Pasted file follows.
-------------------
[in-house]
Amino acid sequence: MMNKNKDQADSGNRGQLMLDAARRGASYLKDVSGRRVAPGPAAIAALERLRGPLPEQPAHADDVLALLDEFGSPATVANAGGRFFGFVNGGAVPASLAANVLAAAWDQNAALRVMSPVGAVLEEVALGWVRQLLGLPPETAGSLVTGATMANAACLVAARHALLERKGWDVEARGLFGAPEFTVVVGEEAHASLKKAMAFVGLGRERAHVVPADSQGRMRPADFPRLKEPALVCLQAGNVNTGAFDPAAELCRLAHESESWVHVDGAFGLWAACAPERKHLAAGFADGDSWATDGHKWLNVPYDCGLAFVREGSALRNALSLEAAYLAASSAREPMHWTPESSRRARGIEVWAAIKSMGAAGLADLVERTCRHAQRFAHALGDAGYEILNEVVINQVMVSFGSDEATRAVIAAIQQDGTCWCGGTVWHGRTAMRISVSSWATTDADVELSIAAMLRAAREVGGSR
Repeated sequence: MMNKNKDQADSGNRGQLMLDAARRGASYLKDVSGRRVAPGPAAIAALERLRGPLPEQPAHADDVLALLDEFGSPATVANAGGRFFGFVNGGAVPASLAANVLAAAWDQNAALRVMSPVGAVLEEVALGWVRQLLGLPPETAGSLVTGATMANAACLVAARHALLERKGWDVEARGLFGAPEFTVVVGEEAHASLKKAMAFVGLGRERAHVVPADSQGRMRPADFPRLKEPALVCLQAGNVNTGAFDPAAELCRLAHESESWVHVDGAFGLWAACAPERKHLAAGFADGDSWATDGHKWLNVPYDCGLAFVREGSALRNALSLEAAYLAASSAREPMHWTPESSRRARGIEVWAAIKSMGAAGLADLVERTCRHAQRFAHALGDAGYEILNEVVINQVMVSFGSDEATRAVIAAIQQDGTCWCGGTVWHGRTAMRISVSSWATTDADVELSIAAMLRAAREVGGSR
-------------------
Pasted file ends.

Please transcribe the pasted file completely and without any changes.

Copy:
[in-house]
Amino acid sequence: MMNKNKDQADSGNRGQLMLDAARRGASYLKDVSGRRVAPGPAAIAALERLRGPLPEQPAHADDVLALLDEFGSPATVANAGGRFFGFVNGGAVPASLAANVLAAAWDQNAALRVMSPVGAVLEEVALGWVRQLLGLPPETAGSLVTGATMANAACLVAARHALLERKGWDVEARGLFGAPEFTVVVGEEAHASLKKAMAFVGLGRERAHVVPADSQGRMRPADFPRLKEPALVCLQAGNVNTGAFDPAAELCRLAHESESWVHVDGAFGLWAACAPERKHLAAGFADGDSWATDGHKWLNVPYDCGLAFVREGSALRNALSLEAAYLAASSAREPMHWTPESSRRARGIEVWAAIKSMGAAGLADLVERTCRHAQRFAHALGDAGYEILNEVVINQVMVSFGSDEATRAVIAAIQQDGTCWCGGTVWHGRTAMRISVSSWATTDADVELSIAAMLRAAREVGGSR
Repeated sequence: MMNKNKDQADSGNRGQLMLDAARRGASYLKDVSGRRVAPGPAAIAALERLRGPLPEQPAHADDVLALLDEFGSPATVANAGGRFFGFVNGGAVPASLAANVLAAAWDQNAALRVMSPVGAVLEEVALGWVRQLLGLPPETAGSLVTGATMANAACLVAARHALLERKGWDVEARGLFGAPEFTVVVGEEAHASLKKAMAFVGLGRERAHVVPADSQGRMRPADFPRLKEPALVCLQAGNVNTGAFDPAAELCRLAHESESWVHVDGAFGLWAACAPERKHLAAGFADGDSWATDGHKWLNVPYDCGLAFVREGSALRNALSLEAAYLAASSAREPMHWTPESSRRARGIEVWAAIKSMGAAGLADLVERTCRHAQRFAHALGDAGYEILNEVVINQVMVSFGSDEATRAVIAAIQQDGTCWCGGTVWHGRTAMRISVSSWATTDADVELSIAAMLRAAREVGGSR